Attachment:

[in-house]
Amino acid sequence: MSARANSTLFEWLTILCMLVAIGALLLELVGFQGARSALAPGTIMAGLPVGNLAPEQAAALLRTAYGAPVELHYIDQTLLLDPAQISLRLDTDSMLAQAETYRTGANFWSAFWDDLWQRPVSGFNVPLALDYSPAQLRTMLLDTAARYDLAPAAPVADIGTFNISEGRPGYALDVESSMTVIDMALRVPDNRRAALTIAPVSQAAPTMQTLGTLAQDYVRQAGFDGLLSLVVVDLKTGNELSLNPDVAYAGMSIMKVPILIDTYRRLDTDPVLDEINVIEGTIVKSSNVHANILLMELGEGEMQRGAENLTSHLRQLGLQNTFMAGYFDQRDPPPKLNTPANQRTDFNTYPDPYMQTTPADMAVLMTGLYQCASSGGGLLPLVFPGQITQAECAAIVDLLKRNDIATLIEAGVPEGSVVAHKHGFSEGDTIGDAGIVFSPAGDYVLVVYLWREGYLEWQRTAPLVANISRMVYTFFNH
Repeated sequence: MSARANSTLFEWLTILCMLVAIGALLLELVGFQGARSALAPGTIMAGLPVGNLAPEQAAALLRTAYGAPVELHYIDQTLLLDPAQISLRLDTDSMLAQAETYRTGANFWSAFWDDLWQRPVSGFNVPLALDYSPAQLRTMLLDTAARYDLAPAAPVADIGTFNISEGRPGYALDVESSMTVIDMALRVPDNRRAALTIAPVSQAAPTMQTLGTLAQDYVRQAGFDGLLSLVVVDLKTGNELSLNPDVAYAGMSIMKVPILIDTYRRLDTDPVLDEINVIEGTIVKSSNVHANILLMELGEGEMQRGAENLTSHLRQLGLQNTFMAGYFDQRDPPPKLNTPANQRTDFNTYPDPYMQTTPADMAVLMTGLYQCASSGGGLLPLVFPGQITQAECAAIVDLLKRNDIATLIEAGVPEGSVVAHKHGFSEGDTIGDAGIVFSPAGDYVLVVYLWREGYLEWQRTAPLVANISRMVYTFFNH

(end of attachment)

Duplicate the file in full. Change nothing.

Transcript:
[in-house]
Amino acid sequence: MSARANSTLFEWLTILCMLVAIGALLLELVGFQGARSALAPGTIMAGLPVGNLAPEQAAALLRTAYGAPVELHYIDQTLLLDPAQISLRLDTDSMLAQAETYRTGANFWSAFWDDLWQRPVSGFNVPLALDYSPAQLRTMLLDTAARYDLAPAAPVADIGTFNISEGRPGYALDVESSMTVIDMALRVPDNRRAALTIAPVSQAAPTMQTLGTLAQDYVRQAGFDGLLSLVVVDLKTGNELSLNPDVAYAGMSIMKVPILIDTYRRLDTDPVLDEINVIEGTIVKSSNVHANILLMELGEGEMQRGAENLTSHLRQLGLQNTFMAGYFDQRDPPPKLNTPANQRTDFNTYPDPYMQTTPADMAVLMTGLYQCASSGGGLLPLVFPGQITQAECAAIVDLLKRNDIATLIEAGVPEGSVVAHKHGFSEGDTIGDAGIVFSPAGDYVLVVYLWREGYLEWQRTAPLVANISRMVYTFFNH
Repeated sequence: MSARANSTLFEWLTILCMLVAIGALLLELVGFQGARSALAPGTIMAGLPVGNLAPEQAAALLRTAYGAPVELHYIDQTLLLDPAQISLRLDTDSMLAQAETYRTGANFWSAFWDDLWQRPVSGFNVPLALDYSPAQLRTMLLDTAARYDLAPAAPVADIGTFNISEGRPGYALDVESSMTVIDMALRVPDNRRAALTIAPVSQAAPTMQTLGTLAQDYVRQAGFDGLLSLVVVDLKTGNELSLNPDVAYAGMSIMKVPILIDTYRRLDTDPVLDEINVIEGTIVKSSNVHANILLMELGEGEMQRGAENLTSHLRQLGLQNTFMAGYFDQRDPPPKLNTPANQRTDFNTYPDPYMQTTPADMAVLMTGLYQCASSGGGLLPLVFPGQITQAECAAIVDLLKRNDIATLIEAGVPEGSVVAHKHGFSEGDTIGDAGIVFSPAGDYVLVVYLWREGYLEWQRTAPLVANISRMVYTFFNH